U.S. steel companies are slashing production to match a collapse in demand caused by manufacturers idling plants to slow the spread of the coronavirus. The U.S. steel industry has fallen into its most severe downturn since 2008.
U.S. mills are operating at 56 percent of capacity, down from 80 percent in 2019, according to the American Iron and Steel Institute, and steel output across the country has fallen by a third in three weeks. The spot-market price for hot-rolled coiled sheet steel is $485 a ton, off 18 percent from a month ago and down nearly half from a high in July 2018.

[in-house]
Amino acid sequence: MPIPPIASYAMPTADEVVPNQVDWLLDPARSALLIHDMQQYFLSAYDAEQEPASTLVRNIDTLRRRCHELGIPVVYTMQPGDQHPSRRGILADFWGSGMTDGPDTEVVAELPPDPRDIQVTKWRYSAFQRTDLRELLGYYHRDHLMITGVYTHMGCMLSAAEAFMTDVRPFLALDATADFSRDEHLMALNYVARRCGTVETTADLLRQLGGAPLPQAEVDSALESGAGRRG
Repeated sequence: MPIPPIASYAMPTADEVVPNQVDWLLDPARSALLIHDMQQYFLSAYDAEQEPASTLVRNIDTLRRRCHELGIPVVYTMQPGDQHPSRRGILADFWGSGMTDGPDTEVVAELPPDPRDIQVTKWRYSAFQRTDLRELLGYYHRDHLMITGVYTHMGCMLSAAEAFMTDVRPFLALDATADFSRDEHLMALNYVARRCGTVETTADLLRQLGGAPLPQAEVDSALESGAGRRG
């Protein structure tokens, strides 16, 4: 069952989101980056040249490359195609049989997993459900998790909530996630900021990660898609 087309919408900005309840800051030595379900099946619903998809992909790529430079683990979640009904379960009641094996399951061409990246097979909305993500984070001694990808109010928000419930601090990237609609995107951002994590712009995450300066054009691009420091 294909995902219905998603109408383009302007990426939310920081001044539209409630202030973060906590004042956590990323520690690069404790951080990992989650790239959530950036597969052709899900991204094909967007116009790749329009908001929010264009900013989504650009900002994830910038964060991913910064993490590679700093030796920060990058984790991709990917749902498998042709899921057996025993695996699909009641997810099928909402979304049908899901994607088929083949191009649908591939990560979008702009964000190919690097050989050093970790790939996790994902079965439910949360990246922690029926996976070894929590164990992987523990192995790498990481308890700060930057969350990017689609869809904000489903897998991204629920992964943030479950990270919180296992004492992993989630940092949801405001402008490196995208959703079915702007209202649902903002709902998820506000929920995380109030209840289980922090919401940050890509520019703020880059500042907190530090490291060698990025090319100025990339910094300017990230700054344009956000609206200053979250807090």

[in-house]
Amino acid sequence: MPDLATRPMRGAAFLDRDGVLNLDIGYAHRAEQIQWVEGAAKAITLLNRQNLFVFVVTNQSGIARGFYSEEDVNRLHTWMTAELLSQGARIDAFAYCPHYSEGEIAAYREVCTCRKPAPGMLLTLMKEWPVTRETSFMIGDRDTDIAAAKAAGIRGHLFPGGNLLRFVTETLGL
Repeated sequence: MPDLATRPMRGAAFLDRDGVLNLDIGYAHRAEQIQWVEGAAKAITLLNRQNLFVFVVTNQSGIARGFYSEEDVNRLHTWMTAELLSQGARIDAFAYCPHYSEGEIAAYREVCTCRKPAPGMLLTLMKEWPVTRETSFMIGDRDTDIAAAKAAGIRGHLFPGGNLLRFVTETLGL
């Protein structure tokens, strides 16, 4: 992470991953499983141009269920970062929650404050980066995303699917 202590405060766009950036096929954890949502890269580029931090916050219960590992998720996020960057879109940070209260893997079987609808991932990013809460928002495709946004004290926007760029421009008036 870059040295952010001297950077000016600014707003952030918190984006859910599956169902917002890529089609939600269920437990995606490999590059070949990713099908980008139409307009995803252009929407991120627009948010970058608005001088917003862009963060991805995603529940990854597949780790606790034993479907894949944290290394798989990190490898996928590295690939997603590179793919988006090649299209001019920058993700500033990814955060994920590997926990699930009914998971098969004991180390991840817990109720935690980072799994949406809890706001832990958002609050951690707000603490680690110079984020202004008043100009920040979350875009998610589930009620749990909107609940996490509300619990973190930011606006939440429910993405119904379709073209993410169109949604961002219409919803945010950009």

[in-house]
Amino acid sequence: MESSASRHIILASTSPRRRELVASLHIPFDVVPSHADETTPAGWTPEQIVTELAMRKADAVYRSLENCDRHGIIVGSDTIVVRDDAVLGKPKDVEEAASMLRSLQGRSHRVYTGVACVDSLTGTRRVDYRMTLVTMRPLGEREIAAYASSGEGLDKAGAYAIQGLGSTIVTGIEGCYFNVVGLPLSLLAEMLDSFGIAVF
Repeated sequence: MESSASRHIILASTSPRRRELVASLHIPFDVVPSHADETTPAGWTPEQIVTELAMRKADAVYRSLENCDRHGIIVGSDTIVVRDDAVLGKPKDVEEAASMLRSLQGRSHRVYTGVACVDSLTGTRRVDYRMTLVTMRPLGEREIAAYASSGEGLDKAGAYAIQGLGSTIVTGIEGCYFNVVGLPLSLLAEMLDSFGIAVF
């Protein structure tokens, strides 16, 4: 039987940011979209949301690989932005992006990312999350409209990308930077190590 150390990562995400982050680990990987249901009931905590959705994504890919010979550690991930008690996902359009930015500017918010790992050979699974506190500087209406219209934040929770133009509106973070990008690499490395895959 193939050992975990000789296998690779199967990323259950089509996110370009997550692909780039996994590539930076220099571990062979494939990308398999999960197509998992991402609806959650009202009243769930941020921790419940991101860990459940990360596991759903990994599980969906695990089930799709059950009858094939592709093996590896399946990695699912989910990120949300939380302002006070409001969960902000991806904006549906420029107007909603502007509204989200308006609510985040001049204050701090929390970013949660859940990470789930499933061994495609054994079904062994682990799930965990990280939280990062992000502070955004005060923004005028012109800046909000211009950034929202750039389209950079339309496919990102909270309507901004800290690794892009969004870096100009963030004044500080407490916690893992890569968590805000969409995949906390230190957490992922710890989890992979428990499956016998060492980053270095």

Analysts expect production to drop further. Even when plants reopen, distributors will likely draw down stockpiles.
When orders pick up, businesses likely will spend less, and high unemployment will weigh on demand for autos, construction materials and energy equipment. Those industries account for 82 percent of domestic sheet-steel consumption, according to market consultant Metal Strategies Inc.
Source: Wall Street Journal